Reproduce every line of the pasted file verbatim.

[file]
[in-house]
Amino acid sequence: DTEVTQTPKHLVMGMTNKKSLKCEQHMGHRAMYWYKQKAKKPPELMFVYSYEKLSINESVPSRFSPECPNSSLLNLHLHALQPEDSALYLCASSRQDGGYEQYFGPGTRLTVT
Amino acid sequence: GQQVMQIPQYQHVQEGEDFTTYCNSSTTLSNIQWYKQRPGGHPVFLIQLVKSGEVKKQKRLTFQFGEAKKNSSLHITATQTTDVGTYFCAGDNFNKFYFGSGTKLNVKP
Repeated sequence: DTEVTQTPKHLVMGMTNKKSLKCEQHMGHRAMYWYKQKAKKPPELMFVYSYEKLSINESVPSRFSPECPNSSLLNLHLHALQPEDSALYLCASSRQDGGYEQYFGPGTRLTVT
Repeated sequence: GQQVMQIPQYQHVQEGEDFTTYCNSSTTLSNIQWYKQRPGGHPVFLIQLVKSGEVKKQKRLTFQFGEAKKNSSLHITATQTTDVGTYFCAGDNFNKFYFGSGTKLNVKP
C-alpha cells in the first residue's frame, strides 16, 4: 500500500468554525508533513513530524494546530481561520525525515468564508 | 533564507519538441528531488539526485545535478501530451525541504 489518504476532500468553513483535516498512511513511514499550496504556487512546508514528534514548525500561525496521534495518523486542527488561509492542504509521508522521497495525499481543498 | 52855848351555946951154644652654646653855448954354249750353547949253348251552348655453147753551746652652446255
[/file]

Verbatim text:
[in-house]
Amino acid sequence: DTEVTQTPKHLVMGMTNKKSLKCEQHMGHRAMYWYKQKAKKPPELMFVYSYEKLSINESVPSRFSPECPNSSLLNLHLHALQPEDSALYLCASSRQDGGYEQYFGPGTRLTVT
Amino acid sequence: GQQVMQIPQYQHVQEGEDFTTYCNSSTTLSNIQWYKQRPGGHPVFLIQLVKSGEVKKQKRLTFQFGEAKKNSSLHITATQTTDVGTYFCAGDNFNKFYFGSGTKLNVKP
Repeated sequence: DTEVTQTPKHLVMGMTNKKSLKCEQHMGHRAMYWYKQKAKKPPELMFVYSYEKLSINESVPSRFSPECPNSSLLNLHLHALQPEDSALYLCASSRQDGGYEQYFGPGTRLTVT
Repeated sequence: GQQVMQIPQYQHVQEGEDFTTYCNSSTTLSNIQWYKQRPGGHPVFLIQLVKSGEVKKQKRLTFQFGEAKKNSSLHITATQTTDVGTYFCAGDNFNKFYFGSGTKLNVKP
C-alpha cells in the first residue's frame, strides 16, 4: 500500500468554525508533513513530524494546530481561520525525515468564508 | 533564507519538441528531488539526485545535478501530451525541504 489518504476532500468553513483535516498512511513511514499550496504556487512546508514528534514548525500561525496521534495518523486542527488561509492542504509521508522521497495525499481543498 | 52855848351555946951154644652654646653855448954354249750353547949253348251552348655453147753551746652652446255